Our modern idea of feasting is less extravagant than the epic days of gorging recorded in medieval times. In 1213, for example, the Christmas order for the court of King John included 200 heads of pork, 50lbs of pepper, 2lbs of saffron, 15,000 herrings and 24 hogsheads of wine, along with towering tables of other foods. It’s a perfect example of the Oxford English Dictionary’s definition of feasting: dining “sumptuously or voraciously”.
Growing up, Christmas was certainly a proper feast for us children, though not quite on the scale of King John’s. Then as now our festive tradition would be more accurately described by the OED’s secondary definition of feasting: “deriving pleasure and delight”.
I remember childhood Christmases as a wonderful experience: the heating was on (a very rare treat), the house decorated and everyone in high spirits. Our cousins came to stay and it felt like a three-day banquet, even though the dishes were really a glorious, heightened version of what we ate every day. My mother made us good, nourishing, home-cooked dishes all year round – she did what it said on the tin because she was a busy woman with four children and a large house to run. But while birthdays and other holidays were celebrated in a low-key manner, Christmas took her cooking to a new level.
The Christmas roast is like an old sofa, comforting and dependable
Looking back, we loved our festive meals all the more for the fact the menu never changed, and for many of us as adults the beauty of this celebration is still that we know exactly what we’re about to receive. Whether you love or hate turkey, stuffing and sprouts, at least you know what to expect. In a world where governments change overnight and wars seem to flare up at the drop of a hat, the Christmas roast is like an old sofa, comforting and dependable.
Of course, there have been some culinary changes over the centuries. Sprouts, for one, didn’t arrive on our shores until the late eighteenth century. Bread sauce has had a major overhaul since the post-war instant packet stuff (which I still have a real soft spot for). Today’s homemade version can take hours, since the milk heated with cloves and bay has to be left to infuse nearly all day long to give the sauce its flavour and depth. In fact, it has an ancient pedigree, harking back to the Roman era, when breadcrumbs were used to thicken sauces.
Cranberry sauce came out of a jar when I first cooked roast turkey, until Delia Smith’s 1990 Christmas book reintroduced us to the heady delights of fresh cranberries spiked with orange juice and spices. Cranberry plants were first shipped to us by our American cousins in the 1820s, but the way we use them in recipes has old European roots. The combination of sharp fruits sweetened with sugar or honey and then served with rich meats harks back to our longstanding love of redcurrant jelly, Cumberland sauce and Swedish lingonberry sauce.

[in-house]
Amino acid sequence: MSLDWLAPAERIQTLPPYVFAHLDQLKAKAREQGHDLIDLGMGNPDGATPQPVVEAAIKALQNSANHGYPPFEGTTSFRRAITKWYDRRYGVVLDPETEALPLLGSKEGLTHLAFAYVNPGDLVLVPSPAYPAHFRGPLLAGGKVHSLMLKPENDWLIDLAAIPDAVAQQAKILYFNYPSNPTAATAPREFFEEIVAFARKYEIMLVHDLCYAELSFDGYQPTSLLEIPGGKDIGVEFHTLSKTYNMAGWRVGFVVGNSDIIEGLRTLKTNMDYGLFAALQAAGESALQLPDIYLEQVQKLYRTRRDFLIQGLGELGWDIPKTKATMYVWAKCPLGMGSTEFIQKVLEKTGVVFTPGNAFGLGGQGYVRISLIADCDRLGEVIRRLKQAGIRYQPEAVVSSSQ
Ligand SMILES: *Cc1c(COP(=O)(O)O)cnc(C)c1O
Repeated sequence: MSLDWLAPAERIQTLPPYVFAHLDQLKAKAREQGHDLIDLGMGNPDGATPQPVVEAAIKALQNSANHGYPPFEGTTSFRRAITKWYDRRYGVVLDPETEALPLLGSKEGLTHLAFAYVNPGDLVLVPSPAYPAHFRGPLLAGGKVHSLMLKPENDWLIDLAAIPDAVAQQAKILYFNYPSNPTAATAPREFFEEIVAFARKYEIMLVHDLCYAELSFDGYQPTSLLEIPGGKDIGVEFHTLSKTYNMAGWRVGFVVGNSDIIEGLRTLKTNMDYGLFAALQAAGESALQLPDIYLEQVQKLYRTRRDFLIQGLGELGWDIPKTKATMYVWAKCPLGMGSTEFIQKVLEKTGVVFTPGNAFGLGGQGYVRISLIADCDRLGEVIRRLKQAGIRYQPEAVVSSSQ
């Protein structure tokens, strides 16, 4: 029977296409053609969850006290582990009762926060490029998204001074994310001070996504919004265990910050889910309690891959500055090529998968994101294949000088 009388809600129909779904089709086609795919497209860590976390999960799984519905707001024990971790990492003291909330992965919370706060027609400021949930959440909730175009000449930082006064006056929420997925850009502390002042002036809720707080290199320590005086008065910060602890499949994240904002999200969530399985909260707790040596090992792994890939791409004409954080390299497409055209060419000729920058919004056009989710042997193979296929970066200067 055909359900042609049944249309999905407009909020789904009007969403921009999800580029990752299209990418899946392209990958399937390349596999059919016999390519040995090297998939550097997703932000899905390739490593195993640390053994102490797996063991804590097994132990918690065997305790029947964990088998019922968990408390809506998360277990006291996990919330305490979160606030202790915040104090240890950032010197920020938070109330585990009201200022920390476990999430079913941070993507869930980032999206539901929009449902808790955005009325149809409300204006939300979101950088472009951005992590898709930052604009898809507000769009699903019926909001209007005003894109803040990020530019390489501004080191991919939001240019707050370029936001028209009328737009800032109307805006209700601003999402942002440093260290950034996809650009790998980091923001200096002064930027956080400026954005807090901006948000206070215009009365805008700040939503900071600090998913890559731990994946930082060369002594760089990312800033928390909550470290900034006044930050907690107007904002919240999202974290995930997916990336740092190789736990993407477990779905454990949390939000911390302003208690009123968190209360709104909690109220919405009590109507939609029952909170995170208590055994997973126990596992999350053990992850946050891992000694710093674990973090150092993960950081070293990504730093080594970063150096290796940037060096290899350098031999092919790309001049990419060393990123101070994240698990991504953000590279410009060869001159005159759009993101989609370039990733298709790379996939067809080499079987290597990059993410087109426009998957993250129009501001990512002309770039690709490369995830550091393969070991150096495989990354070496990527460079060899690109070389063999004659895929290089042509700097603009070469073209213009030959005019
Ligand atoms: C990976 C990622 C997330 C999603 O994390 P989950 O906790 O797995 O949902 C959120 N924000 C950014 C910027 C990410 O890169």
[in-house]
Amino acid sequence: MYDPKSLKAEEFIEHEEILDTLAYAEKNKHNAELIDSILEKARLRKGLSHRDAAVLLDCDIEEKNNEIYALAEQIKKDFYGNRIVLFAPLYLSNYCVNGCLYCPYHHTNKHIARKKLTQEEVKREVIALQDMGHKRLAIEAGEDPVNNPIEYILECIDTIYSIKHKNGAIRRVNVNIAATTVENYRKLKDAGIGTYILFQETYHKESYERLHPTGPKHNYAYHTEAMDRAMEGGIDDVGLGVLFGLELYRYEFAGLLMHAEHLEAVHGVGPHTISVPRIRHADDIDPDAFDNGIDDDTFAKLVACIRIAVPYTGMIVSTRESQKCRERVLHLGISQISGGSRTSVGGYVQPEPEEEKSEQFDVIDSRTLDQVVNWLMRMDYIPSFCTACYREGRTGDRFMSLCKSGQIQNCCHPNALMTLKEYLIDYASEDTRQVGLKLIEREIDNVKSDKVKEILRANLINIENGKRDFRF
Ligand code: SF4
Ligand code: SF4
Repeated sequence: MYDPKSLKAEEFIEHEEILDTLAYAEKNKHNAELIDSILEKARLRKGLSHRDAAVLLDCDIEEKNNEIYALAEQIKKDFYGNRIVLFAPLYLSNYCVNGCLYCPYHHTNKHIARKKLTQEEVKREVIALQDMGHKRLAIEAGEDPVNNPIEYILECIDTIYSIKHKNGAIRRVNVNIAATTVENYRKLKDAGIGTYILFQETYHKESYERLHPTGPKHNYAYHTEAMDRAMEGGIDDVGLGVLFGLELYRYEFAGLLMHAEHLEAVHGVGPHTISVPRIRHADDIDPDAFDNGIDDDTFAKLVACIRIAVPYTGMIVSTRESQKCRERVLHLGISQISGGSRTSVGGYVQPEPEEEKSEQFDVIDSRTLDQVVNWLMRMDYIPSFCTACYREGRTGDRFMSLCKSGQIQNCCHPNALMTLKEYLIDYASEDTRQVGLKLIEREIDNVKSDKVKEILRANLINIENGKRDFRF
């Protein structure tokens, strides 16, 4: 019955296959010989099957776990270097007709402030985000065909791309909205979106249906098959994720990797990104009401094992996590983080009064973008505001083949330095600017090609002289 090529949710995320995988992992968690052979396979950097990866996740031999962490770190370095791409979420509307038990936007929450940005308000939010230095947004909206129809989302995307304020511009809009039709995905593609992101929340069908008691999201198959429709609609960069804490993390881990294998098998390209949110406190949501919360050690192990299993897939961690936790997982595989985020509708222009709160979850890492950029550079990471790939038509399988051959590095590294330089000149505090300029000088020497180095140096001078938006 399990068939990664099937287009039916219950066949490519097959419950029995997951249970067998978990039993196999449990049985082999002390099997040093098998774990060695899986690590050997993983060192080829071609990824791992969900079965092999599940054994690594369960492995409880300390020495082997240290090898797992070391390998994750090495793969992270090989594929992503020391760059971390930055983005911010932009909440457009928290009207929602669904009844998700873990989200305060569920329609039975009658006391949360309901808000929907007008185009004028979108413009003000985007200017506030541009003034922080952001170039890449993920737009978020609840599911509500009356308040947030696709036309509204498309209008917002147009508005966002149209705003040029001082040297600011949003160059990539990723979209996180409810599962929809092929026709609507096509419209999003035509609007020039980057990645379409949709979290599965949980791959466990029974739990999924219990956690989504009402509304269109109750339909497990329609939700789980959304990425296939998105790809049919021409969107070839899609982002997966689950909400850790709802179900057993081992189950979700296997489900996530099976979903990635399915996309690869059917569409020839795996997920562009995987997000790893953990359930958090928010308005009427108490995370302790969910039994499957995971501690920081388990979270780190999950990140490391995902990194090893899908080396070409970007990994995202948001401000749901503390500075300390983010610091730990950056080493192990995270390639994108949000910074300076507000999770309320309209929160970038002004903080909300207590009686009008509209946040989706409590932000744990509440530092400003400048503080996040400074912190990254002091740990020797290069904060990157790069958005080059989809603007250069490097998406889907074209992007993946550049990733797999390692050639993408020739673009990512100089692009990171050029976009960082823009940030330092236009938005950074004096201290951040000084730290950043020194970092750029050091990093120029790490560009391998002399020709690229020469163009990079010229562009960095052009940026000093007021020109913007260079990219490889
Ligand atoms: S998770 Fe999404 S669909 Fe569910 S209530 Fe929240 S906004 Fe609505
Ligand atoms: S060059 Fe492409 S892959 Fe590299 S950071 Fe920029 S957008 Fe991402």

It’s always been a tradition in my family to serve devils on horseback (prunes wrapped in bacon) for Christmas lunch, not to be confused with with angels on horseback (oysters wrapped in bacon) or pigs in blankets (sausages wrapped in bacon). One story has it that the “devils” got their name from Norman raiders who rode into town wearing bacon rashers over their armour, to scare the locals. This unlikely legend is given a twist by their French name: les diables à cheval avec des fusils, literally “devils on horseback with guns”. And note that if you order “pigs in blankets” in the States, you’ll get a hot dog wrapped in croissant dough, which might not get the Delia seal of approval.
As children we loved having our plates piled high with roast potatoes and all the trimmings, though I blame carrots for revealing the terrible truth about Father Christmas. One year, we children raided the vegetable basket on the night of 24 December and put out every last carrot for Santa’s reindeer. By some strange miracle, the same quantity materialised – hot and dripping with butter – on our lunch table next day… and so, the penny finally dropped.
Christmas pudding, along with huge spoonfuls of brandy butter, was something we tolerated for the sake of finding a hidden silver sixpence. “Don’t eat them,” my mother would warn, hovering over us until we’d each found our tiny coin and made a wish, then whisking them safely away. Afterwards, bloated but happy, we’d somehow find room for the tempting array of nuts, chocolates, stem ginger and cheese.
I remember how very cold and bare the world seemed when these glorious days were over and the last decoration had been packed away. Happily, our menu this Christmas will be very similar to that of my childhood, aside from a vegetarian option and the absence of pudding, a tradition finally been sent packing by my own children, though there are still mince pies to drown in brandy butter. It’s always a joyous occasion, with the family packed shoulder to shoulder around the table like crackers in a box, coming together again once more to feast and celebrate.
Cranberry and Orange Relish
For eight people
450g fresh cranberries
The rind and juice of one orange
4cm piece cinnamon stick
1 tsp freshly grated ginger
75g caster sugar
2-3 tbsp port
Place the cranberries in a pan with the rind and juice of the orange, the ginger and sugar. Bring to the boil, then simmer covered for about ten minutes or until the cranberries are soft and have broken down. Remove from the heat and stir in the port. Leave to cool then cover and chill.
Lydia Brownlow is a former cookery editor at Good Housekeeping magazine. She currently inspires children to cook. More info at lydiabrownlow.com